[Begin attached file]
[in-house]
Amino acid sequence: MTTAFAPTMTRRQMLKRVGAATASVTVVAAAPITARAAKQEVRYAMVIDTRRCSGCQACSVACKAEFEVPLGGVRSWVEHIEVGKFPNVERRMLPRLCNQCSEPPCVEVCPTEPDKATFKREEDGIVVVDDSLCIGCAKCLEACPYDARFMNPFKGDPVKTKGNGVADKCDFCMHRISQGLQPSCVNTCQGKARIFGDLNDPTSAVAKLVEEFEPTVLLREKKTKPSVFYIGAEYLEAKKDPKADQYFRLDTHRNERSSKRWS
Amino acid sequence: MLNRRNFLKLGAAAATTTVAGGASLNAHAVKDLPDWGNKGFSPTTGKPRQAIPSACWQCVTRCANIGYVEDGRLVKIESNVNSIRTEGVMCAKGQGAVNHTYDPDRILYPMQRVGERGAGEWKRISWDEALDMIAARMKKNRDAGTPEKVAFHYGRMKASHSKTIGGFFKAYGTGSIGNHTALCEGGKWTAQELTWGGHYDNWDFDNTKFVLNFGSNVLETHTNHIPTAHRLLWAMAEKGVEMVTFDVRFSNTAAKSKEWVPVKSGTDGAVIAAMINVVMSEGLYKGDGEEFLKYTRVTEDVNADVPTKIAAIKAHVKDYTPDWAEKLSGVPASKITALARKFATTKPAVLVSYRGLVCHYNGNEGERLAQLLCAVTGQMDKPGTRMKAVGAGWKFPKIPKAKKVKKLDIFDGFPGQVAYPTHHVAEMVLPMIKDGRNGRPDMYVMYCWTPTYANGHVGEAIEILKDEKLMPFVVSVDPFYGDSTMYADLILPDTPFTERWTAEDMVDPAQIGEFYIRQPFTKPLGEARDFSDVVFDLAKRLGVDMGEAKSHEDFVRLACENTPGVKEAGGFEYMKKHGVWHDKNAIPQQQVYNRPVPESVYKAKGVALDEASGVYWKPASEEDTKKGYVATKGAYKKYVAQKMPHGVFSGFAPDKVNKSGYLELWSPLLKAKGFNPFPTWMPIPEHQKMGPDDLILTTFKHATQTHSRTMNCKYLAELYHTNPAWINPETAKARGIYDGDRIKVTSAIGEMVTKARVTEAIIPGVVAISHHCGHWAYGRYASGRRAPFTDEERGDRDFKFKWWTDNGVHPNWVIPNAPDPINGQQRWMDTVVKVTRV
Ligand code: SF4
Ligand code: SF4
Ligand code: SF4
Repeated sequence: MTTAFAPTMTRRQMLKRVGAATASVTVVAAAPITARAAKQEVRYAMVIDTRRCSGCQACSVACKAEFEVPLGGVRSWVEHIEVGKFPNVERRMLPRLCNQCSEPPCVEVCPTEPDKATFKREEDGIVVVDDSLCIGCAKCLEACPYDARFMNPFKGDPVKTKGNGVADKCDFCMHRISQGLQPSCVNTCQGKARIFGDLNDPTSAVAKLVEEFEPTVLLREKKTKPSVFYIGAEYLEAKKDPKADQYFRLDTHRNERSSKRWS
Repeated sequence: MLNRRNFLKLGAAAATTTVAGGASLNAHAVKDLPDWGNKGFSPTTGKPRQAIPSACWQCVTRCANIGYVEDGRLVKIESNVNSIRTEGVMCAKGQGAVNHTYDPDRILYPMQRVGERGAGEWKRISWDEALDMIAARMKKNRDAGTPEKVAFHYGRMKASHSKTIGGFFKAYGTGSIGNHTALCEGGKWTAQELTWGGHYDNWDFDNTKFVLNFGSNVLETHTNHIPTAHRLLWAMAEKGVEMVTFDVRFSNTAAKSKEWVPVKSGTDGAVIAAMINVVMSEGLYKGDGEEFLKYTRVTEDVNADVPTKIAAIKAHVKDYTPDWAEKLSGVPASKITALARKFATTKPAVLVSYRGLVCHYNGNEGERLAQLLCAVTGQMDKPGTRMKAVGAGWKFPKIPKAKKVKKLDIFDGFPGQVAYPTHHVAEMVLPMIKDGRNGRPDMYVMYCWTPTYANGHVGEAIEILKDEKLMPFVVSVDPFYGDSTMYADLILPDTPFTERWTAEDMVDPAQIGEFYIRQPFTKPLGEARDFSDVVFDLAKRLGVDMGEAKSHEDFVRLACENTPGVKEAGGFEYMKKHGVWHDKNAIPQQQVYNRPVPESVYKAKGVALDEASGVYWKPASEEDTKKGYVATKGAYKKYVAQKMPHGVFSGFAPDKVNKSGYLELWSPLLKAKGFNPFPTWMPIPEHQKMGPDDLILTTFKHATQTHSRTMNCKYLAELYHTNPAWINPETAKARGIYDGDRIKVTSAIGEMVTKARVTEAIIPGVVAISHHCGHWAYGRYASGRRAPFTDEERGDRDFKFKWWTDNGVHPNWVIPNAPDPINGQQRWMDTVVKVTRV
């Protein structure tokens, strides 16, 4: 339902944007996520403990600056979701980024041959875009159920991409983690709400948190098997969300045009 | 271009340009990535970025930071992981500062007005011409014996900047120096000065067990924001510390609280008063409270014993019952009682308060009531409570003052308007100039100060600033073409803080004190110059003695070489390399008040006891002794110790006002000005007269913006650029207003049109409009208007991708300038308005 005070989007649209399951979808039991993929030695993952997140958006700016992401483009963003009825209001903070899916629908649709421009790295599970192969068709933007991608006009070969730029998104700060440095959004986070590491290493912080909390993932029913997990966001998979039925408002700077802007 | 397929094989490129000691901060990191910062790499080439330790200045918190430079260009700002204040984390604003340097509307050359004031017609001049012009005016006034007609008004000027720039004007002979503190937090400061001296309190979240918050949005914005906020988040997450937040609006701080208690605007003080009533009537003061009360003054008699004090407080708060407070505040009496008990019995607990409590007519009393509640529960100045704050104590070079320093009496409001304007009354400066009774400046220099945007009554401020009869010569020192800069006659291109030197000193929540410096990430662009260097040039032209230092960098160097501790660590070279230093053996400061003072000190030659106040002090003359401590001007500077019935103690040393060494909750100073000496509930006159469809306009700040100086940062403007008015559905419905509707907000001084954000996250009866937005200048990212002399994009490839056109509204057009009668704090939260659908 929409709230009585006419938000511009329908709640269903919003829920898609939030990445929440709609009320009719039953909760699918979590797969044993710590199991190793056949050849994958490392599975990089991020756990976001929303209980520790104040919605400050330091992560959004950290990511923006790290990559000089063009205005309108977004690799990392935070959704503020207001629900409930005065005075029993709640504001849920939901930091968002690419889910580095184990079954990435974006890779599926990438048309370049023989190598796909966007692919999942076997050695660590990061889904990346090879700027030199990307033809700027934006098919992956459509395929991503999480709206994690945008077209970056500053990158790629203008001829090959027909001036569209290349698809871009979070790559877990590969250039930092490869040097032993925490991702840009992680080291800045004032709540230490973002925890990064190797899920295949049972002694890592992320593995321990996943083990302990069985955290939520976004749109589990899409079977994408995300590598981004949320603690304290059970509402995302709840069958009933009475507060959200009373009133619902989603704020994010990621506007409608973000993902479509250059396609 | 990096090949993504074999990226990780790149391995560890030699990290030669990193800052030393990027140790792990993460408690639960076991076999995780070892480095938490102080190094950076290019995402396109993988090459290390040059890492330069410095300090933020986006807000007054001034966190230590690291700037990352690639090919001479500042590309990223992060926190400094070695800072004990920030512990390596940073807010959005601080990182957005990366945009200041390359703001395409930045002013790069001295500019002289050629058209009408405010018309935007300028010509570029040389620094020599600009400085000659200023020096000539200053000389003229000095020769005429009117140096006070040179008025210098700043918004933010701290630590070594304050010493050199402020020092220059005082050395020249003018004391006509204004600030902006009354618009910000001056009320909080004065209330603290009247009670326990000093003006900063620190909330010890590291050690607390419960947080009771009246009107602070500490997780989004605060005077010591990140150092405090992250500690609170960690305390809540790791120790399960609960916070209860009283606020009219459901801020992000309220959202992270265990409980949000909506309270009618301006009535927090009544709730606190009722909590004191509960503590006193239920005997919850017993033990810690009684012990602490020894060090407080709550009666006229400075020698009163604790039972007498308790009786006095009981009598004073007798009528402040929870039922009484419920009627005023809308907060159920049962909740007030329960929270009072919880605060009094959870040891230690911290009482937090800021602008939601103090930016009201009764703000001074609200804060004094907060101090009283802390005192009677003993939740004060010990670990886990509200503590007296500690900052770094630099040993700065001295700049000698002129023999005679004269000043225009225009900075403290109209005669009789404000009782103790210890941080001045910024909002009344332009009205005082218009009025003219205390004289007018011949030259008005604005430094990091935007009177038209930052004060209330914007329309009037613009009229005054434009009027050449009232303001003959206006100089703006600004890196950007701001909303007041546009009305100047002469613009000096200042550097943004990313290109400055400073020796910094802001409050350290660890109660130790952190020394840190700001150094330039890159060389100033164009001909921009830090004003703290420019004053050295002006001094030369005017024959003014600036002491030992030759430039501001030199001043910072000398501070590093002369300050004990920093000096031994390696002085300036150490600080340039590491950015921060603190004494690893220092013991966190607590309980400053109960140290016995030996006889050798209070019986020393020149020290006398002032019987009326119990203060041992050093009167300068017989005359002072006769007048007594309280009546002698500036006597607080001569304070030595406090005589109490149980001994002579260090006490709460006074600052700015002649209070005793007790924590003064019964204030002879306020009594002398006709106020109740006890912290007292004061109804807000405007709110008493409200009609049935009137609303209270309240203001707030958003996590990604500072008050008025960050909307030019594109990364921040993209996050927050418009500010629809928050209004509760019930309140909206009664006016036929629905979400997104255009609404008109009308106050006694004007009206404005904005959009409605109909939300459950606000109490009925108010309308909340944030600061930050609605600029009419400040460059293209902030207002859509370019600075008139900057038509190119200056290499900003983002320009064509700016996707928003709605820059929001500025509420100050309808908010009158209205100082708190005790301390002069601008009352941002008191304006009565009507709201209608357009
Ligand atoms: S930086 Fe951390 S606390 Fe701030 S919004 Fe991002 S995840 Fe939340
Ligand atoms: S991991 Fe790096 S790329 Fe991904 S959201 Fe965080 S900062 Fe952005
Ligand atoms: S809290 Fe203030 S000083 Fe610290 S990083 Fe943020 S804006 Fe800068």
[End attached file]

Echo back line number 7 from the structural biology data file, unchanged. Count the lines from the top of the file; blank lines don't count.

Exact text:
Repeated sequence: MTTAFAPTMTRRQMLKRVGAATASVTVVAAAPITARAAKQEVRYAMVIDTRRCSGCQACSVACKAEFEVPLGGVRSWVEHIEVGKFPNVERRMLPRLCNQCSEPPCVEVCPTEPDKATFKREEDGIVVVDDSLCIGCAKCLEACPYDARFMNPFKGDPVKTKGNGVADKCDFCMHRISQGLQPSCVNTCQGKARIFGDLNDPTSAVAKLVEEFEPTVLLREKKTKPSVFYIGAEYLEAKKDPKADQYFRLDTHRNERSSKRWS